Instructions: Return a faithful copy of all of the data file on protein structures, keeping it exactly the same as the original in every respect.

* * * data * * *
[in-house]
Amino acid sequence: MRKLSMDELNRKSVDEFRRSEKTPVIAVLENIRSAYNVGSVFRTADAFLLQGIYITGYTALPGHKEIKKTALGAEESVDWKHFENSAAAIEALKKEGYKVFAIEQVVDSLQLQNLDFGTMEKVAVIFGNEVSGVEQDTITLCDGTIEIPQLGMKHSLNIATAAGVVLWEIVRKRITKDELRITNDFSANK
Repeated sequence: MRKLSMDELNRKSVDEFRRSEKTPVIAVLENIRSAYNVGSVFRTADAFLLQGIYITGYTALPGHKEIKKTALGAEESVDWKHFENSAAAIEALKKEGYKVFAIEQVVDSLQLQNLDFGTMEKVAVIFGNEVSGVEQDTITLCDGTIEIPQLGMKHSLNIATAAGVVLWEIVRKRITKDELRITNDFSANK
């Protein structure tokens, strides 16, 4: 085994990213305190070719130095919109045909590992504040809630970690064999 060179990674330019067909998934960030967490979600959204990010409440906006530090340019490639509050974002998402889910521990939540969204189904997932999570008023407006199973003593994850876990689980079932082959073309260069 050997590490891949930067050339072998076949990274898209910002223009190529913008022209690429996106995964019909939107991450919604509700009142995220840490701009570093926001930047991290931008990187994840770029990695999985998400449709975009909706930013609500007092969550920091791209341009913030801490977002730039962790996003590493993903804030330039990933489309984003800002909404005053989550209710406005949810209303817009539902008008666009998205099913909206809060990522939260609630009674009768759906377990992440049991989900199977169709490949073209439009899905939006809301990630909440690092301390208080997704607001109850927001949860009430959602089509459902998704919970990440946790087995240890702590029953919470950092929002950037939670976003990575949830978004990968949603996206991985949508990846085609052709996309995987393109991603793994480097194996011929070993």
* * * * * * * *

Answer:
[in-house]
Amino acid sequence: MRKLSMDELNRKSVDEFRRSEKTPVIAVLENIRSAYNVGSVFRTADAFLLQGIYITGYTALPGHKEIKKTALGAEESVDWKHFENSAAAIEALKKEGYKVFAIEQVVDSLQLQNLDFGTMEKVAVIFGNEVSGVEQDTITLCDGTIEIPQLGMKHSLNIATAAGVVLWEIVRKRITKDELRITNDFSANK
Repeated sequence: MRKLSMDELNRKSVDEFRRSEKTPVIAVLENIRSAYNVGSVFRTADAFLLQGIYITGYTALPGHKEIKKTALGAEESVDWKHFENSAAAIEALKKEGYKVFAIEQVVDSLQLQNLDFGTMEKVAVIFGNEVSGVEQDTITLCDGTIEIPQLGMKHSLNIATAAGVVLWEIVRKRITKDELRITNDFSANK
């Protein structure tokens, strides 16, 4: 085994990213305190070719130095919109045909590992504040809630970690064999 060179990674330019067909998934960030967490979600959204990010409440906006530090340019490639509050974002998402889910521990939540969204189904997932999570008023407006199973003593994850876990689980079932082959073309260069 050997590490891949930067050339072998076949990274898209910002223009190529913008022209690429996106995964019909939107991450919604509700009142995220840490701009570093926001930047991290931008990187994840770029990695999985998400449709975009909706930013609500007092969550920091791209341009913030801490977002730039962790996003590493993903804030330039990933489309984003800002909404005053989550209710406005949810209303817009539902008008666009998205099913909206809060990522939260609630009674009768759906377990992440049991989900199977169709490949073209439009899905939006809301990630909440690092301390208080997704607001109850927001949860009430959602089509459902998704919970990440946790087995240890702590029953919470950092929002950037939670976003990575949830978004990968949603996206991985949508990846085609052709996309995987393109991603793994480097194996011929070993």